Another initiative from the racing side of the aisle, the Thoroughbred Aftercare Alliance deserves a blog entry of its own. What its effect will be is still an unknown.

Thanks to the suggestion of a reader Ray Paulick recently began devoting part of his report to off track thoroughbreds.

Three Chimneys Farm, where Seattle Slew last stood, where Dynaformer, Smarty Jones and other horse-centric household names live, is calling attention in its advertising to lesser known Thoroughbreds and lauding their off track accomplishments and value. Sadly, this is not immediately evident on their website homepage.

chestnut Thoroughbred, racehorse

Attention is being paid by the racing industry. How much change will we see? Photo: flickr of Rennett Stowe

The New York Thoroughbred Horsemen’s Association, NYTHA, is seeking video footage of OTTBs performing over fences in post-racing careers. However, neither the home page, the benevolence page, or elsewhere in a quick search of their website was there any mention of off track Thoroughbreds. We are waiting with bated breath.

Eaton Sales, a company that makes money by selling young Thoroughbreds for racing purposes, is showing an interest in OTTBs. If this market savvy company, wants to be seen with OTTBs, is it trend time? Is this Business Time as Flight of the Conchords might say?

This is just what I pluck out of the air.  Air increasingly humid with OTTBs. So, it’s time to get scientific (or at least organized and persistent).

In the spirit of Steuart Pittman’s retraining challenge. I am mounting the Thoroughbred Trend Tracking Challenge. I am going to track via Google alerts key phrases like OTTB, retired racehorse, off track Thoroughbred, and Thoroughbred. I’ll report back to you in five weeks on what the tracking reveals.  Will it be the usual suspects floating repeatedly across the screen? Will new references come up? What will the content consist of? What enthusiasms will go viral? Will interest translate into any changes in conditions for off track thoroughbreds? The market for them? Opportunities for them? What new and surprising developments will emerge?

I’ll report back during the week of April 2, 2011.  Until then, Happy Thoroughbreds!

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Filed under Media Coverage, Racing, Retirement Options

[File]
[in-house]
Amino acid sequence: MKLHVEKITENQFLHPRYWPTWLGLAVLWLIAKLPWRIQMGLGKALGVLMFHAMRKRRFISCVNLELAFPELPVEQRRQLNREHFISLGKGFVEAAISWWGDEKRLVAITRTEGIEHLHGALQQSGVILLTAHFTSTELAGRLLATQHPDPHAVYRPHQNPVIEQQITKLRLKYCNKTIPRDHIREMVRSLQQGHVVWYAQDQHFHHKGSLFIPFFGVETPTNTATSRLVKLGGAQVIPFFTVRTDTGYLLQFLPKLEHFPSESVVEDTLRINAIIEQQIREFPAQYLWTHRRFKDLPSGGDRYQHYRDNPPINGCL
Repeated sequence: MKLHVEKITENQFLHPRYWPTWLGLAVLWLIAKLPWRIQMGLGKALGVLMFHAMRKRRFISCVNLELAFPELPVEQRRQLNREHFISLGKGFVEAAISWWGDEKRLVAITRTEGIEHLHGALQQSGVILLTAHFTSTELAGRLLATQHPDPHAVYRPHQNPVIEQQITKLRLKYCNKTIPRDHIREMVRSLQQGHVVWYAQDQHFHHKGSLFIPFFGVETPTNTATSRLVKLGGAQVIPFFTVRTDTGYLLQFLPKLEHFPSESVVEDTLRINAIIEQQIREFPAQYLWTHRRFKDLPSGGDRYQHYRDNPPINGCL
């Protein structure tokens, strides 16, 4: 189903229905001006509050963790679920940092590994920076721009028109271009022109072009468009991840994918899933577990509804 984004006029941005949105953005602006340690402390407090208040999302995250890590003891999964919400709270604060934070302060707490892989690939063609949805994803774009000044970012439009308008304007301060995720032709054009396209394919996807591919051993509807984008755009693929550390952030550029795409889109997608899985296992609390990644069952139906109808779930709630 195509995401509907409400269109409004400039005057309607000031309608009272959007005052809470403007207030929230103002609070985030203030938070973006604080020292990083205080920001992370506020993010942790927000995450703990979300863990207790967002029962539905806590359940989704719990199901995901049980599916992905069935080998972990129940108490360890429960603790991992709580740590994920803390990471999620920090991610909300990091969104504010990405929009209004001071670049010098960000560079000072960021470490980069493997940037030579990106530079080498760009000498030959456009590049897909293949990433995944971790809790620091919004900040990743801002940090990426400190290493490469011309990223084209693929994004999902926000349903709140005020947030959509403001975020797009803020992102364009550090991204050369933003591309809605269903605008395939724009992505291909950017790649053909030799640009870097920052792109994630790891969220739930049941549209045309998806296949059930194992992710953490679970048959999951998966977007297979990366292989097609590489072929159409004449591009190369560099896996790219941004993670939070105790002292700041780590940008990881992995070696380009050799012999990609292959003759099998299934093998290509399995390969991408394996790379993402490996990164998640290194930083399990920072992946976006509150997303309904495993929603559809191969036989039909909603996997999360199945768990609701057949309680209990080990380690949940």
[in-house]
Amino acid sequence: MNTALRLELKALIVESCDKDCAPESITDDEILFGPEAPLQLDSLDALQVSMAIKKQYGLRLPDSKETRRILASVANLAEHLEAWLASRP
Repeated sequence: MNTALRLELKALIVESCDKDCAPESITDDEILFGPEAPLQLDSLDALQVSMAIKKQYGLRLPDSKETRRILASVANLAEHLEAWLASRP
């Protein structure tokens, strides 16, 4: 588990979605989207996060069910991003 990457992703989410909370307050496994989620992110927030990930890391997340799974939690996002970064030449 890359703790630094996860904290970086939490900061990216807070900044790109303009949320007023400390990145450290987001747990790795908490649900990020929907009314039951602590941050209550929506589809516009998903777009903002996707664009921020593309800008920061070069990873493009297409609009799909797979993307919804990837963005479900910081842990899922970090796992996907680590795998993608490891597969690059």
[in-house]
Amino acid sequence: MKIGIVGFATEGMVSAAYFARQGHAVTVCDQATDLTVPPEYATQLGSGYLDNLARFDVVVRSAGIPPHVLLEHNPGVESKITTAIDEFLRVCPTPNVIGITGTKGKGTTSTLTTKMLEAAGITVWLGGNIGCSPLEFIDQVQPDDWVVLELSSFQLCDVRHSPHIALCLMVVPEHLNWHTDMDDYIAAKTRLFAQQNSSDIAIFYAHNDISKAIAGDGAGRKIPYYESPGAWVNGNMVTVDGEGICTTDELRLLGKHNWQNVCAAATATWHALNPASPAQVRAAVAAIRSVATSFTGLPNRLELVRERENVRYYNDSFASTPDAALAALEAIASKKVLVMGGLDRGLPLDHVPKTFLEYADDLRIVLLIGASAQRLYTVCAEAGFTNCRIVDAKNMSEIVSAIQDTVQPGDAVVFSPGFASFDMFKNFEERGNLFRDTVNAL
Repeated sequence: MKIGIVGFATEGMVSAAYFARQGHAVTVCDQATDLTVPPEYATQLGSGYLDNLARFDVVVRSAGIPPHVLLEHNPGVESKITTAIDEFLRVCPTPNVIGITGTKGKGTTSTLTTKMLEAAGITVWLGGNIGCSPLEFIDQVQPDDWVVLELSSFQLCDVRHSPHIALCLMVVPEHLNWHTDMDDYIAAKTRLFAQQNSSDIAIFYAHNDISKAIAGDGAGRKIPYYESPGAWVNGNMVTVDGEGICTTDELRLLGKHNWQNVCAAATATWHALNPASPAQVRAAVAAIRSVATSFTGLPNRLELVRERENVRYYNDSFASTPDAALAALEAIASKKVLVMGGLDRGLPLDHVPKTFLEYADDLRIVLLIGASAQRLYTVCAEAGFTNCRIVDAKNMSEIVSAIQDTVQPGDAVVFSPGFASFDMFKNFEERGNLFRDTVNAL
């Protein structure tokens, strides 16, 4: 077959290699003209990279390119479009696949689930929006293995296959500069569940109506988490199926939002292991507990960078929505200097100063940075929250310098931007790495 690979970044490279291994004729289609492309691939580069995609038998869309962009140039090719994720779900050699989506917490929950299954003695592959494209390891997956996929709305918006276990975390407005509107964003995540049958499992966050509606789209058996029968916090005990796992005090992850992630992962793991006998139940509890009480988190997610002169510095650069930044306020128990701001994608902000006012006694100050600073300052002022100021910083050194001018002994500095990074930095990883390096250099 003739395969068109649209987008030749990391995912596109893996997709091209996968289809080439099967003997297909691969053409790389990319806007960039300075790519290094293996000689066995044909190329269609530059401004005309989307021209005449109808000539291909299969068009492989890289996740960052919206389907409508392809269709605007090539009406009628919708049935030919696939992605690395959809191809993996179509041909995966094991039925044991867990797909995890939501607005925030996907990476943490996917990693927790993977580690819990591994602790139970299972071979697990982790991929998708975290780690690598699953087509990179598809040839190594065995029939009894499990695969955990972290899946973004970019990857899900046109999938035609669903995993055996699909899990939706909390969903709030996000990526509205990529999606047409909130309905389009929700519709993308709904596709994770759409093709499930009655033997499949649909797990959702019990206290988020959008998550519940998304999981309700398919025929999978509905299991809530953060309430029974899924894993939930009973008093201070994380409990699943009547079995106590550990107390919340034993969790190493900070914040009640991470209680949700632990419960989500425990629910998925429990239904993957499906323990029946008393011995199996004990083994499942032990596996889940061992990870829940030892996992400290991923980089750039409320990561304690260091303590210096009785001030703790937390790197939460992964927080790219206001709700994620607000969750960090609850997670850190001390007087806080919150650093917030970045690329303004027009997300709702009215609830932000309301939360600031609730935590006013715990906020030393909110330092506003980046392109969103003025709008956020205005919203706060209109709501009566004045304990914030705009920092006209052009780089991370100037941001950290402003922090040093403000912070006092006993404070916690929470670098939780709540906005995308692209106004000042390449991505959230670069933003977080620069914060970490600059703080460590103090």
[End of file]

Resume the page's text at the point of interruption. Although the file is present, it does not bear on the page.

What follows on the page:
This is a great report from the Today Show about getting off-track Thoroughbreds into new careers.

I especially love the guy all braided up for the cameras who feels the deep desire to go into a bucking spree while she’s cantering him… LOL

They visit TROTT in California, which looks lovely! Check it out…

http://allday.today.com/_news/2011/08/10/7076216-life-for-thoroughbreds-after-the-track#.TkK4k0Mh8Q4.twitter

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by | August 10, 2011 · 12:07 pm

Tight-lipped

If someone gifts you a Thoroughbred these days, you could be excused for taking a careful look inside his mouth. If the horse was ever entered into a race, he’ll have a unique tattoo, in blue dot-matrix pixels, concealed beneath his upper lip. Some quality time with the inside of your new horse’s mouth, quite possibly taking a photo to enlist the help of strangers on the Internet, and you might just be able to decode those numbers and run them by the Jockey Club, who will cheerfully tell you your mystery horse’s name, free of charge.

With a name, there is power. The power of pedigreequery.com, the power of Equibase, the power of Google.

Without a name, you’ve got just another horse.

In the olden days, the Jockey Club didn’t give out tattoo research results for free. They charged fifty bucks for it. Fifty bucks, to go into their files and find the number they issued. Even if they were riffling through a cardboard file box in a storeroom closet, it couldn’t possibly have cost them fifty dollars of time to connect the tattoo number with the name. But that was the policy.

So when I took off Packin’ Six’s bridle, I did a casual flip of the lip. I got a line of blue numbers, still reasonably legible. The first letter confirmed his year of birth and the seller’s tale that he was only five years old. The numbers, though, didn’t tell me anything. Only the Jockey Club could have helped me with this mystery.

His close-lipped sellers certainly weren’t telling me anything.

“So where did he come from?” I asked, as the barefoot teenager stripped off the rag-tag saddle. One of the stirrups fell off and landed near my feet. I didn’t like to think about how different my ride could have been.

Check out that sweet tatt. From jeanhasbeenshopping flickr

“My husband brought him home,” the mother said. She balanced a baby on her hip now; I’m not sure where the baby came from. It wasn’t there at the beginning. There were now four children of varying degrees of grayness. Florida Scrub sand is white on top, black underneath, and uniformly filthy to play in. “Sometimes when he’s on jobs, he brings home horses.”

“Oh, what does he do?” I asked, pushing the boundaries of what’s ‘friendly’ on a north-Florida patch of dirt.

“He does contracting work,” she said vaguely. “All over.”

Okay. “Is Packin’ Six his registered name? Does he have papers anywhere?”

She adjusted the baby and slipped on a pair of flip flops to come down to the yard. “Naw, no papers came with him. My husband calls him Packin’ Six on account of his big chest muscles. Look at ’em!”

I took another good look at his front end. She was right. The horse had massive chest muscles. He looked like a WWE wrestler. I suppose Packin’ Six was a good name, compared to what he might have ended up with. Hulk. The Undertaker. The Rock. And fake names are easily changed.